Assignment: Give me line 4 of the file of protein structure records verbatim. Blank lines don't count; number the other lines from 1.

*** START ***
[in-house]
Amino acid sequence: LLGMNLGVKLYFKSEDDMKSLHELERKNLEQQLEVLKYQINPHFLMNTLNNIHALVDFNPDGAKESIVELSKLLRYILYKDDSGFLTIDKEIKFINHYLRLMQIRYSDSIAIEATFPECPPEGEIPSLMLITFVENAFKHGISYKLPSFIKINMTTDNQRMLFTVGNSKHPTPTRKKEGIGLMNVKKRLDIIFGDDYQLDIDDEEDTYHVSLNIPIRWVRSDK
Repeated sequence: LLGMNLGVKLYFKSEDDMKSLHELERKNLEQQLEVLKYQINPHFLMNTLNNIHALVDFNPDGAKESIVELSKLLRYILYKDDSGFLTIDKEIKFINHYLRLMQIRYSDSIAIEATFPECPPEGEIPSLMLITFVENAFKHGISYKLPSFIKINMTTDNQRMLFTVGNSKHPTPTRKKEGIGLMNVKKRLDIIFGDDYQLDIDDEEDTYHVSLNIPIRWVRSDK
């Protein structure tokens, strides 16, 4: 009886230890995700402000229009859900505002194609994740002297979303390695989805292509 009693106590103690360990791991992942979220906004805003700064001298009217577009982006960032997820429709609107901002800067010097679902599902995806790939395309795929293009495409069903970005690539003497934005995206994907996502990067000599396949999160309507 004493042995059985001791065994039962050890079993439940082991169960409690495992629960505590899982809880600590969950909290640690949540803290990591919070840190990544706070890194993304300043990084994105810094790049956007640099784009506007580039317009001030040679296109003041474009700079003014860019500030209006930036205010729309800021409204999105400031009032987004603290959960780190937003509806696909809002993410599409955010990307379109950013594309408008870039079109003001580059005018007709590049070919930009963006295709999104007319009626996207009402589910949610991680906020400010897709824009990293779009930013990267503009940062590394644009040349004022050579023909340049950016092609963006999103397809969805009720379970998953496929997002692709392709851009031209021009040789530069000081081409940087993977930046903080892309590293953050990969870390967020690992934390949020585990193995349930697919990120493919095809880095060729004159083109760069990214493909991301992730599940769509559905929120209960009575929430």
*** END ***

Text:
């Protein structure tokens, strides 16, 4: 009886230890995700402000229009859900505002194609994740002297979303390695989805292509 009693106590103690360990791991992942979220906004805003700064001298009217577009982006960032997820429709609107901002800067010097679902599902995806790939395309795929293009495409069903970005690539003497934005995206994907996502990067000599396949999160309507 004493042995059985001791065994039962050890079993439940082991169960409690495992629960505590899982809880600590969950909290640690949540803290990591919070840190990544706070890194993304300043990084994105810094790049956007640099784009506007580039317009001030040679296109003041474009700079003014860019500030209006930036205010729309800021409204999105400031009032987004603290959960780190937003509806696909809002993410599409955010990307379109950013594309408008870039079109003001580059005018007709590049070919930009963006295709999104007319009626996207009402589910949610991680906020400010897709824009990293779009930013990267503009940062590394644009040349004022050579023909340049950016092609963006999103397809969805009720379970998953496929997002692709392709851009031209021009040789530069000081081409940087993977930046903080892309590293953050990969870390967020690992934390949020585990193995349930697919990120493919095809880095060729004159083109760069990214493909991301992730599940769509559905929120209960009575929430």